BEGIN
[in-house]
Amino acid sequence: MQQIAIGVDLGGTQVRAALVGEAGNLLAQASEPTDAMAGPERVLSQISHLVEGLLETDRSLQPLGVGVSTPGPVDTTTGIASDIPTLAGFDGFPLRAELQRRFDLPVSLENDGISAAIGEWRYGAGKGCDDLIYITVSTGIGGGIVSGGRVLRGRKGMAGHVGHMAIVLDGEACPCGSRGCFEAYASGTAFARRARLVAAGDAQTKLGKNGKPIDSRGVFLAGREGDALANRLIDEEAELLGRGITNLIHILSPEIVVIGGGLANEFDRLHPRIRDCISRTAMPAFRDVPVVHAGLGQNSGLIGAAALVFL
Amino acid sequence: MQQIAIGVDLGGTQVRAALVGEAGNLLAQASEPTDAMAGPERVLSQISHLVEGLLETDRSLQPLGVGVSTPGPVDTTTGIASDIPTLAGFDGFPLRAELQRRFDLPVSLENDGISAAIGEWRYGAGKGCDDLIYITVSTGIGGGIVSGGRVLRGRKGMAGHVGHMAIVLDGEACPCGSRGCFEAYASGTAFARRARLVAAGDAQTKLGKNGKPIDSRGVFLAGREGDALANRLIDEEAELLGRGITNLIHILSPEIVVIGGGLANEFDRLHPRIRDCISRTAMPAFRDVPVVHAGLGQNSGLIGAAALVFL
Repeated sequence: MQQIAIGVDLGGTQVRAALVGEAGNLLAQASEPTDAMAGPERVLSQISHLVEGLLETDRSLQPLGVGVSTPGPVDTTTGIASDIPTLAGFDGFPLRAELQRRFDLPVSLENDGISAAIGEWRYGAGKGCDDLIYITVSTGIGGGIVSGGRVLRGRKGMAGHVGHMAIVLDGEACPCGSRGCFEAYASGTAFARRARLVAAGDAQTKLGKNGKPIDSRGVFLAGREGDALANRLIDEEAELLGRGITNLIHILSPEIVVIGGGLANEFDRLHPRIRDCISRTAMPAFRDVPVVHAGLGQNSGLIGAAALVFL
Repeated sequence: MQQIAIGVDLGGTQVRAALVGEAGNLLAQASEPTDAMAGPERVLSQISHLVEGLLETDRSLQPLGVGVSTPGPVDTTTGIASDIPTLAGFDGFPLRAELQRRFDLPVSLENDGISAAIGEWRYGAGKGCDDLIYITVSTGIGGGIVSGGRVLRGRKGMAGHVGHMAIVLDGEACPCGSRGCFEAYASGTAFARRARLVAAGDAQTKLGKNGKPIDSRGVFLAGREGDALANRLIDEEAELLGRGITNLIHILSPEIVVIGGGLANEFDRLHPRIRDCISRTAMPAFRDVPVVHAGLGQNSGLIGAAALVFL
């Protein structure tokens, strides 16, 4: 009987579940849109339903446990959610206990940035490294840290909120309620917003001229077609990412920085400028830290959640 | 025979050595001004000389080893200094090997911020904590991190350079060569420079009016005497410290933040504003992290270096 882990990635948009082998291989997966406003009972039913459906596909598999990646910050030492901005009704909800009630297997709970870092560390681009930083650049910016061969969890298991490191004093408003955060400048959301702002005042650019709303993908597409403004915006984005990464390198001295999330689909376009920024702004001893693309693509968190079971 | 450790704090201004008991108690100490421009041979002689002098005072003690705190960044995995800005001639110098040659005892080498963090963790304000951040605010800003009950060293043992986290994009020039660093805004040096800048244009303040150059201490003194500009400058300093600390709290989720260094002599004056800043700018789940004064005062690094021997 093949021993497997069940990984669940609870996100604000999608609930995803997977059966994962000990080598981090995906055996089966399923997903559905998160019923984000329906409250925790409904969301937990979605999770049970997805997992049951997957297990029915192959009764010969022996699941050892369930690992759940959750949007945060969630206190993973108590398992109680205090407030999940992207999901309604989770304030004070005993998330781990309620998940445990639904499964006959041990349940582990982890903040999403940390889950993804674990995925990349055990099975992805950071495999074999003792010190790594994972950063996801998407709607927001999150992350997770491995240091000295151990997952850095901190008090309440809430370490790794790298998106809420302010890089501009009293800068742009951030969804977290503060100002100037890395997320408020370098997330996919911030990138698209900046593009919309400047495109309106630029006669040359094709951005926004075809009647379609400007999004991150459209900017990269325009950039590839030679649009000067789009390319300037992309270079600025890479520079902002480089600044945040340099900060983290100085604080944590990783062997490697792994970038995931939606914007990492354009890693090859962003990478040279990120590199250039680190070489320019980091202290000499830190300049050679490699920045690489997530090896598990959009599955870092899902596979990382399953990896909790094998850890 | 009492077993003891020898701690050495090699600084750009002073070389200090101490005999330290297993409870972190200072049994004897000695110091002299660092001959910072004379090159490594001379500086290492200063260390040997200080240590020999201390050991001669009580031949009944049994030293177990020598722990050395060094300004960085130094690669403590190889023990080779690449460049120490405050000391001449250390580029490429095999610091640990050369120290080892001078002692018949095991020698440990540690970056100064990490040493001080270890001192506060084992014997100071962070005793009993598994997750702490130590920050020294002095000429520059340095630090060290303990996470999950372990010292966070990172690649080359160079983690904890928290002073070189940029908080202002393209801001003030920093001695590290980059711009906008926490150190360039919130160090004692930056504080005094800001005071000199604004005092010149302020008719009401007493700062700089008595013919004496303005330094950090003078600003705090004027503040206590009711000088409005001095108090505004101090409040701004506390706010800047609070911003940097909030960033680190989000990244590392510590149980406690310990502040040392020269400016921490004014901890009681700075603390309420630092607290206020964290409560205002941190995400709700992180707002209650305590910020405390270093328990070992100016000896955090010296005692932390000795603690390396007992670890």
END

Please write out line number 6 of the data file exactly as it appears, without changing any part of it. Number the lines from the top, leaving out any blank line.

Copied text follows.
């Protein structure tokens, strides 16, 4: 009987579940849109339903446990959610206990940035490294840290909120309620917003001229077609990412920085400028830290959640 | 025979050595001004000389080893200094090997911020904590991190350079060569420079009016005497410290933040504003992290270096 882990990635948009082998291989997966406003009972039913459906596909598999990646910050030492901005009704909800009630297997709970870092560390681009930083650049910016061969969890298991490191004093408003955060400048959301702002005042650019709303993908597409403004915006984005990464390198001295999330689909376009920024702004001893693309693509968190079971 | 450790704090201004008991108690100490421009041979002689002098005072003690705190960044995995800005001639110098040659005892080498963090963790304000951040605010800003009950060293043992986290994009020039660093805004040096800048244009303040150059201490003194500009400058300093600390709290989720260094002599004056800043700018789940004064005062690094021997 093949021993497997069940990984669940609870996100604000999608609930995803997977059966994962000990080598981090995906055996089966399923997903559905998160019923984000329906409250925790409904969301937990979605999770049970997805997992049951997957297990029915192959009764010969022996699941050892369930690992759940959750949007945060969630206190993973108590398992109680205090407030999940992207999901309604989770304030004070005993998330781990309620998940445990639904499964006959041990349940582990982890903040999403940390889950993804674990995925990349055990099975992805950071495999074999003792010190790594994972950063996801998407709607927001999150992350997770491995240091000295151990997952850095901190008090309440809430370490790794790298998106809420302010890089501009009293800068742009951030969804977290503060100002100037890395997320408020370098997330996919911030990138698209900046593009919309400047495109309106630029006669040359094709951005926004075809009647379609400007999004991150459209900017990269325009950039590839030679649009000067789009390319300037992309270079600025890479520079902002480089600044945040340099900060983290100085604080944590990783062997490697792994970038995931939606914007990492354009890693090859962003990478040279990120590199250039680190070489320019980091202290000499830190300049050679490699920045690489997530090896598990959009599955870092899902596979990382399953990896909790094998850890 | 009492077993003891020898701690050495090699600084750009002073070389200090101490005999330290297993409870972190200072049994004897000695110091002299660092001959910072004379090159490594001379500086290492200063260390040997200080240590020999201390050991001669009580031949009944049994030293177990020598722990050395060094300004960085130094690669403590190889023990080779690449460049120490405050000391001449250390580029490429095999610091640990050369120290080892001078002692018949095991020698440990540690970056100064990490040493001080270890001192506060084992014997100071962070005793009993598994997750702490130590920050020294002095000429520059340095630090060290303990996470999950372990010292966070990172690649080359160079983690904890928290002073070189940029908080202002393209801001003030920093001695590290980059711009906008926490150190360039919130160090004692930056504080005094800001005071000199604004005092010149302020008719009401007493700062700089008595013919004496303005330094950090003078600003705090004027503040206590009711000088409005001095108090505004101090409040701004506390706010800047609070911003940097909030960033680190989000990244590392510590149980406690310990502040040392020269400016921490004014901890009681700075603390309420630092607290206020964290409560205002941190995400709700992180707002209650305590910020405390270093328990070992100016000896955090010296005692932390000795603690390396007992670890």